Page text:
For much of my early life, my relationships were based on decisions much like the one I made about Mr. Fix-it. I made excuses for behavior impelled by mortal emotional wounds, believed we had mutually invested in working towards a healthy, loving relationship, then thought this was as good as I could get when it became clear that our ideas of investment were not—shall we say—equitable. I was the one who tended to have the AAA card in case of emergency, for example.

This was my MO for romantic as well as friendship relationships.

I woke up when I was 40 and thought, “Hmmmm. I seem to be doing something wrong here.”

That’s when Tom came into my life, and I discovered what it was like to be with someone who cherished me. We’ve definitely had our rough spots—we are, after all strong personalities. But underneath it all, we cherish each other. And because I am cherished, I have learned to extend that requirement to other relationships.

I am learning that I don’t have to give my heart away to have the open heart I need to live my life fully.

I think that demon got towed away by AAA to the land of junker demons.

Which brings me back to Joseph Campbell’s quote. This might be too much of a leap, but what the hell.

That demon had the influence he did because I wanted someone or something else (God) to rescue me from my own life. The voice of that demon was a compilation of “truths” that were bequeathed to me by well-meaning family members, and reinforced by a social zeitgeist that enforced the rule that one must mold oneself into an image of God that existed out there—somewhere—and existed without any connotation of what it meant to be human.

Trying to find the divine out there is a fruitless search. It happens here, inside us and in the beauty of the world around us.

2012. That’s the year the world is supposed to end according to the Aztec calendar. Or so people believe that’s what the Aztec calendar predicts.

I think, perhaps for me, the world as I knew it has come to an end. It was a world of shame for being human—for not knowing.

This new world is about stumbling through life to discover what life is to me.

The end of the world ain’t so bad.

Our sink odyssey led us to purchase a new sink. I love our new sink. It brightens up the garage.

People ask, ‘When will the Kingdom come?’ The Kingdom will not come by expectation. The Kingdom of the Father is spread upon the earth and men don’t see it.”

Jesus in the Gospel of Thomas

Deliver us from Fear, Lead us out of the Wasteland

We can no longer speak of “outsiders.” It once was possible for the ancients to say, “We are the chosen of God!” and to save all love and respect for themselves, projecting their malice, “out there.” That today is suicide. We have now to learn somehow to quench our hate and disdain through the operation of an actual love, not a mere verbalization, but an actual experience of compassionate love, and with that fructify, simultaneously, both our neighbor’s life and our own.

Joseph Campbell, Thou Art That page 30.

I “liked” a Facebook page called Pledge of Renewal. It showed up on the right column of my page with the suggestion I might want to join it because it was a group who pledged a renewed support and dedication to the Constitution.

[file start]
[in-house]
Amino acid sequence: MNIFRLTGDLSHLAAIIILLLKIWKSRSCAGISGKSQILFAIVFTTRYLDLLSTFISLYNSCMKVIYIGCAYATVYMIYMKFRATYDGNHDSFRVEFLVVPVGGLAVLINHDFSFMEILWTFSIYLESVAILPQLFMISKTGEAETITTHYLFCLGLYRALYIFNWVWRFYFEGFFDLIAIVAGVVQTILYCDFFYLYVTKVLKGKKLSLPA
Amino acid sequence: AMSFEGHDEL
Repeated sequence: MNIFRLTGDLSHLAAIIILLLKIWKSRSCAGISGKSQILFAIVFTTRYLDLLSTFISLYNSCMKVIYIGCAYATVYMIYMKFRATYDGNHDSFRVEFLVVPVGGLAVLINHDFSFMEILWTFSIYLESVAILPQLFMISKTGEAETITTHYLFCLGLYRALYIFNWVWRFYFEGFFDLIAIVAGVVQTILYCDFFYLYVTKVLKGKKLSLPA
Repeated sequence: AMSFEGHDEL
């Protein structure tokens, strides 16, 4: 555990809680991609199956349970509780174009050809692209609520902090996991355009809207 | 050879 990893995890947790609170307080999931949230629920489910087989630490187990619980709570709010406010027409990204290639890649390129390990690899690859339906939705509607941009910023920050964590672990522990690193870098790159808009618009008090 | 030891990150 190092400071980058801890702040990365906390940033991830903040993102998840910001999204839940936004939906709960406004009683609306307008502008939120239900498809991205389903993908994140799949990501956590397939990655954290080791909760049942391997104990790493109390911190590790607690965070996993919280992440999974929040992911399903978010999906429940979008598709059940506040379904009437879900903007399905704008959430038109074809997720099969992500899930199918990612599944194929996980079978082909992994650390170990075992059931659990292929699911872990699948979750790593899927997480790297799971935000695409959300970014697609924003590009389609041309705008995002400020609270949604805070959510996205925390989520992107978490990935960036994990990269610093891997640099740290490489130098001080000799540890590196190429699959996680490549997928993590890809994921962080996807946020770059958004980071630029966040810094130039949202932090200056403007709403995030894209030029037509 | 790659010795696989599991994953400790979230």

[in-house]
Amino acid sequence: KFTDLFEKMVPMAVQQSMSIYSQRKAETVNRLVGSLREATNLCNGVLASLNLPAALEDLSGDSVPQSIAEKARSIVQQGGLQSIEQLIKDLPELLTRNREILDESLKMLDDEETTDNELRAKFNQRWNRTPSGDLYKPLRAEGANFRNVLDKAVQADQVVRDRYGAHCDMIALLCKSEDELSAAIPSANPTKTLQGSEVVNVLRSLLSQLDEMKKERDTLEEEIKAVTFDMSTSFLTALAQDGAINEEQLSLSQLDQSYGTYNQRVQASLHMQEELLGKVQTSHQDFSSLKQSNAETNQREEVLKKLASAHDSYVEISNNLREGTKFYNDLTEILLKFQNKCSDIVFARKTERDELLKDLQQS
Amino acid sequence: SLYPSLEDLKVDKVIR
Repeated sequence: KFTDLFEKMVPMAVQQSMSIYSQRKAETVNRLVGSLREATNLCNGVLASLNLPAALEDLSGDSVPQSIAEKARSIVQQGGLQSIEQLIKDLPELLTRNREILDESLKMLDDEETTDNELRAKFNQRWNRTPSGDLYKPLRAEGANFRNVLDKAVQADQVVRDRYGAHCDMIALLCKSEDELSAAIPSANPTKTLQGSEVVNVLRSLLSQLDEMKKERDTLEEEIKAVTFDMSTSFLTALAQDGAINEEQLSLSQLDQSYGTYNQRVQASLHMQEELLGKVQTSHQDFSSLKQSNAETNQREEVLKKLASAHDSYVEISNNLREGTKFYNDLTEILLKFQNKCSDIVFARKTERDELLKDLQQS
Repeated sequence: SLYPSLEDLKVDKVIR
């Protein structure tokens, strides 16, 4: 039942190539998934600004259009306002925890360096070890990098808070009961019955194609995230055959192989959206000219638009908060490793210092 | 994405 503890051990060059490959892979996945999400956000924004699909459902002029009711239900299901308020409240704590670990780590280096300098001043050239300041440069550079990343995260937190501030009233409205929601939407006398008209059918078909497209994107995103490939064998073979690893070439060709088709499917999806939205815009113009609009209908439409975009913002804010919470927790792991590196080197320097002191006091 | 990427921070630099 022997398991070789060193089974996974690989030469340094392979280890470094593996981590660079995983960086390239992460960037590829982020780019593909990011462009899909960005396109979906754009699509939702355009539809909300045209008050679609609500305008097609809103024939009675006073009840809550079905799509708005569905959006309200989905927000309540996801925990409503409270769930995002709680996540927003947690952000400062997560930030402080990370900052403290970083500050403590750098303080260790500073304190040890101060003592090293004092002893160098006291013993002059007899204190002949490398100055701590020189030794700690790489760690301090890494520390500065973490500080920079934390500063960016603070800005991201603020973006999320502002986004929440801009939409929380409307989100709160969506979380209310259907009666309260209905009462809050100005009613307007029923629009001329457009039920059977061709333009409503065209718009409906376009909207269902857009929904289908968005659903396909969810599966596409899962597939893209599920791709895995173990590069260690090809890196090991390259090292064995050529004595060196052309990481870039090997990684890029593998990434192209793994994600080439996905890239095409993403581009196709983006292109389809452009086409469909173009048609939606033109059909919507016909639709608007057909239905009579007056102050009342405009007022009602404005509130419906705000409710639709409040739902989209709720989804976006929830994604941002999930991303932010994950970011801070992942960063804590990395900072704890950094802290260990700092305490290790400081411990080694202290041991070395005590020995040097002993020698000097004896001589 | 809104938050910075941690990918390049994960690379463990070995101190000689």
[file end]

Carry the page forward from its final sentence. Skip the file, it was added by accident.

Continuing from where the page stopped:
I took the bait and clicked over to the page. I found that this group’s interpretation of the Constitution, and what America represents, was quite different than mine. It (PoR for short) insisted that America is a Christian nation that has lost its way through political correctness.

I “liked” the page so I could participate in the comments and discussion. I had to leave after a couple of weeks. Willful ignorance fueled their hatred. Obama was an illegitimate president because he was born in Kenya. His Hawaii birth certificate was a fake, but the Kenyan birth certificate was valid. He is a Muslim who is out to destroy America. Glenn Beck’s Restoring America rally showed that white people could own Martin Luther King (perhaps they didn’t realize the irony in that statement). The rally was peaceful (uh . . . maybe because it was homogenous?) and those geese flying in formation down the reflecting pool were sent by God to prove that America is a nation of white people blessed by God – no not that god, “our” god.

Good white Christian people had been oppressed long enough. It was time to claim their right to be right, and the “other” wrong. That was what our Founders meant by freedom of religion — the freedom to put the full force of the law behind their Christian beliefs. They might tolerate same sex relationships (hate the sin, love the sinner), but God reserved marriage as a relationship between one man and one woman (serially, perhaps, but  . . .). Once a man fertilizes a woman’s egg (whether by rape or consensual sex), she becomes an incubator with no rights over her body.  Islam is un-American and evil.

Oh, and, of course that mosque (that isn’t a mosque) should not be built at ground zero (even though it wouldn’t be) because ground zero is sacred ground and Muslims build mosques on conquered ground.

Most of the time I was measured in my comments and responses, suggesting that no laws respecting the establishment of religion meant just that; that the founders had learned through years of bloody battles that religion is a private matter, between the individual and their god (or lack of god). That religion that is forced by law of the land has little to do with faith.